Munar Tea Plantations, India
During the month of May I will revisit the photographs from my trip to India. I took over 3,000 photographs on my month-long trip in December 2012, and finally I am getting around to posting some of them!
First stop is Munar, the beautiful and shapely hills of tea plantations in the south of India. I rented a motorbike with my girlfriend (she took a little convincing) and alongside some newly made friends from Germany, braved both the heat and cold of the mountains.
Once outside the busy streets of the town of Munar itself, traffic was more relaxed, and the view spectacular! Tea bushes are pruned to English garden perfection, their cell-like structures coiling through gullies and up the slopes of the hills. I was surprised to find eucalyptus forests breaking up the vibrant green of the tea plantations – a sight, and a smell, transporting me to the Australian south coast.
It was so warm in the valley that morning that I had departed with only a t-shirt, but now high in the mountains I froze as I rode through the clouds themselves. The wind picked up at this altitude and I could see the white wisps washing through the trees. At the summit we pulled over to seek refuge with an Indian family who had stopped to build a fire beside the road. They didn’t speak English at all, so we could only offer plenty of smiles as we wedged our way into their group.
Down the mountain and into the next valley, my blood began to run again and we turned off the main road to explore a little village. I guess the townsfolk don’t get visitors that often with the way they stopped their work to stare at us. Again, no one spoke English, so it was with big gestures and smiles that we interacted with some kids who were hanging out their laundry on the best clothesline possible: floating across the top of the tea bushes themselves. A kindly looking old lady stopped to give me some fruit and pause for a photograph, as did another man carrying a giant blue loudspeaker.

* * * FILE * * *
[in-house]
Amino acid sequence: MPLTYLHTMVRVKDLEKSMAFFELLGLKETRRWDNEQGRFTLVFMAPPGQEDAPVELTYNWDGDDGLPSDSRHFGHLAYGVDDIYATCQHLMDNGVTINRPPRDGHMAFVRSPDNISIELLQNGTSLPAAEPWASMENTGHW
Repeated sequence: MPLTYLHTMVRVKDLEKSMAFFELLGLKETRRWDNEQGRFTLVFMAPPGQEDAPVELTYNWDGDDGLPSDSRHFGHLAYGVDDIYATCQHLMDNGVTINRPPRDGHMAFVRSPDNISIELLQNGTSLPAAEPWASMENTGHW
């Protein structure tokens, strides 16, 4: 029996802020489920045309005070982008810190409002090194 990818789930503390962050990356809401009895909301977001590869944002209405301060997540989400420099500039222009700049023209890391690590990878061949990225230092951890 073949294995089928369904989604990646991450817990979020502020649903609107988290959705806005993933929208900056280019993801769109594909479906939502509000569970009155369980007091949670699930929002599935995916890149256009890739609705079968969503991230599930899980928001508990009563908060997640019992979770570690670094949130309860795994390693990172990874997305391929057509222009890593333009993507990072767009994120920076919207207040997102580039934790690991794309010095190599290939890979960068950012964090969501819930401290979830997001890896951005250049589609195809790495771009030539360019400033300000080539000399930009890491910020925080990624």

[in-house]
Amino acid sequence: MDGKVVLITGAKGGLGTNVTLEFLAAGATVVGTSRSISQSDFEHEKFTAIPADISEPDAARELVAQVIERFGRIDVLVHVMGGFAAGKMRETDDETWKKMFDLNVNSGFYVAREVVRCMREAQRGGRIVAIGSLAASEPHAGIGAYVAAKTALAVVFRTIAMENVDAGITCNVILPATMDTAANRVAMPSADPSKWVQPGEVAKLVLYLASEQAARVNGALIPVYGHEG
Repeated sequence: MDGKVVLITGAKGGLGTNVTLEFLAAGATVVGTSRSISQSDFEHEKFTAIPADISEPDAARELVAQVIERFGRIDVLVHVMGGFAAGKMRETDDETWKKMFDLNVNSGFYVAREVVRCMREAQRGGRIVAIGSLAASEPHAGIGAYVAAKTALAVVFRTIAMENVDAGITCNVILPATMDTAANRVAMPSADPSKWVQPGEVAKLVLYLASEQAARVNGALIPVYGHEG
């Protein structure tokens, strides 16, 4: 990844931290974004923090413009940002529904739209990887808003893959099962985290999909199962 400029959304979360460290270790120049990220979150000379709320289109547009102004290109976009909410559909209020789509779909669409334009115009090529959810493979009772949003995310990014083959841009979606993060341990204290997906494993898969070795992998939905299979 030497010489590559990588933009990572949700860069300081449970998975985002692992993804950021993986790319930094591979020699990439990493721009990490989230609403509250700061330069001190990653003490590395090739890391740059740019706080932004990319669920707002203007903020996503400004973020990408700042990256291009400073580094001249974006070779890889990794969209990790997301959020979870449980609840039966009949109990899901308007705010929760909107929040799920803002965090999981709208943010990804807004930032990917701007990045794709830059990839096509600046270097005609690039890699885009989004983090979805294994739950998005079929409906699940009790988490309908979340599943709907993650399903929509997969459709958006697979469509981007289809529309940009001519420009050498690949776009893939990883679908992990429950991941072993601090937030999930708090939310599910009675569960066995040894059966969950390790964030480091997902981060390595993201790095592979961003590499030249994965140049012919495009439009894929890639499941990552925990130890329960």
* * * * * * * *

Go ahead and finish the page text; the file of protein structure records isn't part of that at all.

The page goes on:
My most striking memory of that day was watching workers build the road by hand high up in the mountains. Torrents of thick black smoke gushed from the furnace heating the tar, to which women dumped baskets of gravel scooped up and carried on their heads. All wearing flip-flops.
Distances in India often end up being much further than they appear on a map, given the dense traffic, livestock and just general hazards in whatever form you can think of. We finally found a waterfall that we should have, according to our “not to scale” map, encountered half a day earlier, and, since the light was fading, declared that we had successfully reached our destination. The truth was, we never had a destination in mind. With perfect, endless rolling green hills like those in Munar, you’re just there for the drive.